Speaking the core message

At the St Albans Writers Festival last weekend I was confronted with the task of trying to explain – briefly – what a project about ‘Aboriginal Engineering’ is about. Here is my ‘short speech’.  It’s still a draft, but closer to articulating what I think of our goal/ task/intent.

Circa 1770 there was as much engineering on the landscape of the continent we now call ‘Australia’, as there was on the landscape of Europe. It was, however, vastly different engineering; built on a very different world view and sustained by very different beliefs, principles and cultures. When Europeans arrived in large numbers they simply did not recognise what they were seeing, so had no trouble subverting it and allowing it to wither away – where they did not actually destroy it.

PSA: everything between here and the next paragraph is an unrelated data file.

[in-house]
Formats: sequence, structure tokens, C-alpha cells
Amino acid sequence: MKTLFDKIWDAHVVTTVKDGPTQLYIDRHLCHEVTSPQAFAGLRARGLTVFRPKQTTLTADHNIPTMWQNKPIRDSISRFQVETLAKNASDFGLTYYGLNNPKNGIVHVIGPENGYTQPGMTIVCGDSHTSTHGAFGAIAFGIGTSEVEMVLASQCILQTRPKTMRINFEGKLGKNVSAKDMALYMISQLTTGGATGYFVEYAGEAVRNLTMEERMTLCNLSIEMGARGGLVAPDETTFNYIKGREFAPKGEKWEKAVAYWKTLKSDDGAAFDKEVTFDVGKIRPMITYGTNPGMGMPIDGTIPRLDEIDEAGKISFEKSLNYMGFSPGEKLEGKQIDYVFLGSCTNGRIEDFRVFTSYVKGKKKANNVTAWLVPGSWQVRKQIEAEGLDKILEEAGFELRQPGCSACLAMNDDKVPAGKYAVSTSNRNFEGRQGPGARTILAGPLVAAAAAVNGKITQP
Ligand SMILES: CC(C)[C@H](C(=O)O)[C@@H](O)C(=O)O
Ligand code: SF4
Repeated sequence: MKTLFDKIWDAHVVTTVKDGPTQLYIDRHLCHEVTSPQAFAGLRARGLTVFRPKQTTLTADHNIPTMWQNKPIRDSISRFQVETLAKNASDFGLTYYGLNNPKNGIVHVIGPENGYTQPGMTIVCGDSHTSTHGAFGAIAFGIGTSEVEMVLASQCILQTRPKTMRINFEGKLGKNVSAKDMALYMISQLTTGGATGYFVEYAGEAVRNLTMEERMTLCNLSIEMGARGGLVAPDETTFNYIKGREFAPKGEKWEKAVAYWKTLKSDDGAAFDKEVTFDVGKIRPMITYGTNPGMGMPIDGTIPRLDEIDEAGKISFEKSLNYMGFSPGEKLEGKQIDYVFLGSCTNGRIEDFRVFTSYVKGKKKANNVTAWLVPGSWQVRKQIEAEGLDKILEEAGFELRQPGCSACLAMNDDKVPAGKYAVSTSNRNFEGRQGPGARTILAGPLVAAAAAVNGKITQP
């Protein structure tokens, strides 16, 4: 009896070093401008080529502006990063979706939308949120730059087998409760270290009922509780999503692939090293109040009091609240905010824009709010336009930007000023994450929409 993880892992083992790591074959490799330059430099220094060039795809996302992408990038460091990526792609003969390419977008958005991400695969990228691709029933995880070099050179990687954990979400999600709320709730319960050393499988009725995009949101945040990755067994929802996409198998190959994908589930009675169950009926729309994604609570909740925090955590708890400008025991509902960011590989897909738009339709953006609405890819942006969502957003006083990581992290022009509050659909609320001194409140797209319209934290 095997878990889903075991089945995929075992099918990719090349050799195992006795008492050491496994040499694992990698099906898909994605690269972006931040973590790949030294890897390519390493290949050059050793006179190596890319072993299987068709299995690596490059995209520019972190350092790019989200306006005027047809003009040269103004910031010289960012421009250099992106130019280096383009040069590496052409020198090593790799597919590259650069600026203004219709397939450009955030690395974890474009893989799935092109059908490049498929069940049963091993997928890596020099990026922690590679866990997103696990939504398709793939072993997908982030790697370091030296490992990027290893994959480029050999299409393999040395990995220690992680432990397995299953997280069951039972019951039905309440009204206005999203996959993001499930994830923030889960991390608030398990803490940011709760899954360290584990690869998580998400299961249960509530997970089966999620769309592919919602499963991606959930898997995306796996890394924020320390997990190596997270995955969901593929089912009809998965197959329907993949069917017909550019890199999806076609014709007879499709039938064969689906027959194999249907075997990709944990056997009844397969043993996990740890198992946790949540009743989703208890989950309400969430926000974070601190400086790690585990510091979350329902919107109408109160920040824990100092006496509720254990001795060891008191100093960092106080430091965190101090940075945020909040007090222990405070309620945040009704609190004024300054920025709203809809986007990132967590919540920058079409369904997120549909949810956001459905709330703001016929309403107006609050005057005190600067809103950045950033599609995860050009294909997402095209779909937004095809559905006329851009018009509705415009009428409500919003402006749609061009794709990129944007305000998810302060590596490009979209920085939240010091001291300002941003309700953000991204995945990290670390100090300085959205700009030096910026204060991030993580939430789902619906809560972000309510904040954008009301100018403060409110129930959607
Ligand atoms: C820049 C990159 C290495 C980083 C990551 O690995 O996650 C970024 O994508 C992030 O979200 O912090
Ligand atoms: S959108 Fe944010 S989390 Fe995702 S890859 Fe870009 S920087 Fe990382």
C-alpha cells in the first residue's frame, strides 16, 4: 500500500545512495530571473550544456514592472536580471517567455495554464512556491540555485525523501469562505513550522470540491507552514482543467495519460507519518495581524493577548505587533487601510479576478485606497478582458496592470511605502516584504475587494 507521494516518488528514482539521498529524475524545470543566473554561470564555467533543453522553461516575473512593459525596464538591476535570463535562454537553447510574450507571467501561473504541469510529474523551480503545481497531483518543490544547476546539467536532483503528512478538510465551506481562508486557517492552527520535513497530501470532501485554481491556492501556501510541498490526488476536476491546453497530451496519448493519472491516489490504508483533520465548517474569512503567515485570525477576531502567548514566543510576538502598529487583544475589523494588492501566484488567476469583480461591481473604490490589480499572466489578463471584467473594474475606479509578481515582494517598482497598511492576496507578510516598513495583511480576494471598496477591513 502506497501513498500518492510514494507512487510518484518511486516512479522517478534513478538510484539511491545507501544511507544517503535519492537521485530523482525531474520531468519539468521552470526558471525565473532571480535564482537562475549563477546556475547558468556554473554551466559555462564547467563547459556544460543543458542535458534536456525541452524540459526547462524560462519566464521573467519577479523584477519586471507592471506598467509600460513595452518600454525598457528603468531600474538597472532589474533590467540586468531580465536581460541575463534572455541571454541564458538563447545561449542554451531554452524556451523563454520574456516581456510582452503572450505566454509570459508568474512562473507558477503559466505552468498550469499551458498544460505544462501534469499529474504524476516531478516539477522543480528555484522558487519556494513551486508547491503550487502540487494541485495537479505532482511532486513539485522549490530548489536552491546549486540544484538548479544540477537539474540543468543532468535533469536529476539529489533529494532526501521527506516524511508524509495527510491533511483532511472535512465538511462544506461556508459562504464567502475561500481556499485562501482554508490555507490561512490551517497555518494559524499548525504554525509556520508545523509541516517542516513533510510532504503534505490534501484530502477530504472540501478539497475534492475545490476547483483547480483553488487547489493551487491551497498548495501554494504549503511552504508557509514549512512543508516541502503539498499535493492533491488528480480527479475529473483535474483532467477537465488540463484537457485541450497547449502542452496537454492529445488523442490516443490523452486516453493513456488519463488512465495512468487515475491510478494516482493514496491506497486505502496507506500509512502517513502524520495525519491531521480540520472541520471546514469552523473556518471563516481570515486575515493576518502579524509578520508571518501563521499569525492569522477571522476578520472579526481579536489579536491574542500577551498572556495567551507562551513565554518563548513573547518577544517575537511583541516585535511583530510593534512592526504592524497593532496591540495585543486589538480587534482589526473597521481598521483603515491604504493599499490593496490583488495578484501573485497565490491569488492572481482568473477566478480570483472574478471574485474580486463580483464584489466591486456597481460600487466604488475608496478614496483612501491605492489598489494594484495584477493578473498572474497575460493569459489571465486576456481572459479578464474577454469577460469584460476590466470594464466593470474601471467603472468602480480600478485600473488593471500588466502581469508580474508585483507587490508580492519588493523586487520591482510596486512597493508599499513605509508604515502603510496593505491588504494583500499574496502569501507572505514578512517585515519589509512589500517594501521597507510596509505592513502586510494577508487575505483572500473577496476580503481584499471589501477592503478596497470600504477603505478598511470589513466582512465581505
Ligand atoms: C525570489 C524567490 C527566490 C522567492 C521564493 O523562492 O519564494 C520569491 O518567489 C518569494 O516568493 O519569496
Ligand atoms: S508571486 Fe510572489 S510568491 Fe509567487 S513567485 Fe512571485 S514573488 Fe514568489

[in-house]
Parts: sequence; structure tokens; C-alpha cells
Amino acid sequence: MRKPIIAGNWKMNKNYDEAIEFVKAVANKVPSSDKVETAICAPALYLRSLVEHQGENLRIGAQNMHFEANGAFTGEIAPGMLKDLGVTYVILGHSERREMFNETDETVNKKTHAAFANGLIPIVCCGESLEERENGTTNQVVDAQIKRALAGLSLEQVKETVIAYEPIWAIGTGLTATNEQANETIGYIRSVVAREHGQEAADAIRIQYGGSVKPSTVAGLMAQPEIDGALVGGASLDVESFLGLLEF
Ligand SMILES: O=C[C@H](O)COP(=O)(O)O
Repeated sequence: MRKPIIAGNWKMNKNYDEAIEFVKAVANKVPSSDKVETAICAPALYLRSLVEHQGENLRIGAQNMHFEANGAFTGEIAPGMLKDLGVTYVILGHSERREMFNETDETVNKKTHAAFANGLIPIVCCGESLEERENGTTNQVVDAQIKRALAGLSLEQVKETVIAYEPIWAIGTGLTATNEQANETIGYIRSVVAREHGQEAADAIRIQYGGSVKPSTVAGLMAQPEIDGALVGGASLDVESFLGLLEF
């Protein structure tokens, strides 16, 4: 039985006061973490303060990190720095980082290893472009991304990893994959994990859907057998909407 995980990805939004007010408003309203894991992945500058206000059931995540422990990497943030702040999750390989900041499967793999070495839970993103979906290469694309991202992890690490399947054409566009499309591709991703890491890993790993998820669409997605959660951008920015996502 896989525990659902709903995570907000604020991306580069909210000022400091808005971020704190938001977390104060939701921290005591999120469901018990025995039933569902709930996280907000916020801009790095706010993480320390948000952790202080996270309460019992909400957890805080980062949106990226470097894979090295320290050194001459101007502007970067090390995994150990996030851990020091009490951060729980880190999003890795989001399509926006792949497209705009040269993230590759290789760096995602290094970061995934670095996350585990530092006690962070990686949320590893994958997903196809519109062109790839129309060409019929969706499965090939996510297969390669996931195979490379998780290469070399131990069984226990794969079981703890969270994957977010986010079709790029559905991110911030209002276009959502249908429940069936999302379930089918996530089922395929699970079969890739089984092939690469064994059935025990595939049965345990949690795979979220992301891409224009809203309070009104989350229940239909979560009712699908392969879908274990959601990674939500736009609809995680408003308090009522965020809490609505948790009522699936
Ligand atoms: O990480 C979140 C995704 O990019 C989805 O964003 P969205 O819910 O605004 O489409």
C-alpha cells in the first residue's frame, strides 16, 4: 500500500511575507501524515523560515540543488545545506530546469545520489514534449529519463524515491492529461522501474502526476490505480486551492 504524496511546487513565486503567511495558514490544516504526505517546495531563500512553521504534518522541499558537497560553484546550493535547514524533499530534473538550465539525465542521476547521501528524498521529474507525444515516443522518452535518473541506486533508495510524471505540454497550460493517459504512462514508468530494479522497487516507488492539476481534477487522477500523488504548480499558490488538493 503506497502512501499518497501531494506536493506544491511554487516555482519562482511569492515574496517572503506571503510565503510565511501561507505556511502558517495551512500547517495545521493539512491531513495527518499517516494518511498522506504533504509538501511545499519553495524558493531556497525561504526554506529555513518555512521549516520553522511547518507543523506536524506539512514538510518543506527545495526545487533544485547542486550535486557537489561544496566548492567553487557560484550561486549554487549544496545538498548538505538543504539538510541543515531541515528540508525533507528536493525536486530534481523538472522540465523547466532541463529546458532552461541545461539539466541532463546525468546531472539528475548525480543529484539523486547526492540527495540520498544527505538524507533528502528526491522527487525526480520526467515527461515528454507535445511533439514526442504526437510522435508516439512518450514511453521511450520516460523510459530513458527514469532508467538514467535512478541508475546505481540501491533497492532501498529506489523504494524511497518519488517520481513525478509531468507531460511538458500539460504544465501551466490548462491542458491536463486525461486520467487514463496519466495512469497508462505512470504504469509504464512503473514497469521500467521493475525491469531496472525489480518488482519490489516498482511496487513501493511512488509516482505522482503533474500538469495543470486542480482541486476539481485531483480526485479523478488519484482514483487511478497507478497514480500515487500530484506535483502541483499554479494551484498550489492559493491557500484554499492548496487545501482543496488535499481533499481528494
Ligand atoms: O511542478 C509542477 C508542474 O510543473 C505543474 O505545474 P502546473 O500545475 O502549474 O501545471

But that engineering was resilient, having  sustained its peoples for 1,000’s of years, and it remains present for us to acknowledge, recognise and honour. The project is about finding ways to do this respectfully, carefully and thoroughly.

The goal is to change the way that modern Australian society thinks about those first cultures such that ‘Aboriginal engineering’ becomes an unexceptional term embedded in all aspects of Australian  knowledge about itself, its past and its future.

Elyssebeth

Comments, adjustments and challenges most welcome.

One thought on “Speaking the core message

  1. When I used this I was then asked ‘what specific engineering?’ So I use Wilgie Mia ochre mine in the Weld Range in WA.
    The site has been mined for 8,000 years and its products traded as afar away as Alice Springs – demonstrating knowledge of mining/civil/materials science/social management among other things.

Leave a Reply

Your email address will not be published. Required fields are marked *

This site uses Akismet to reduce spam. Learn how your comment data is processed.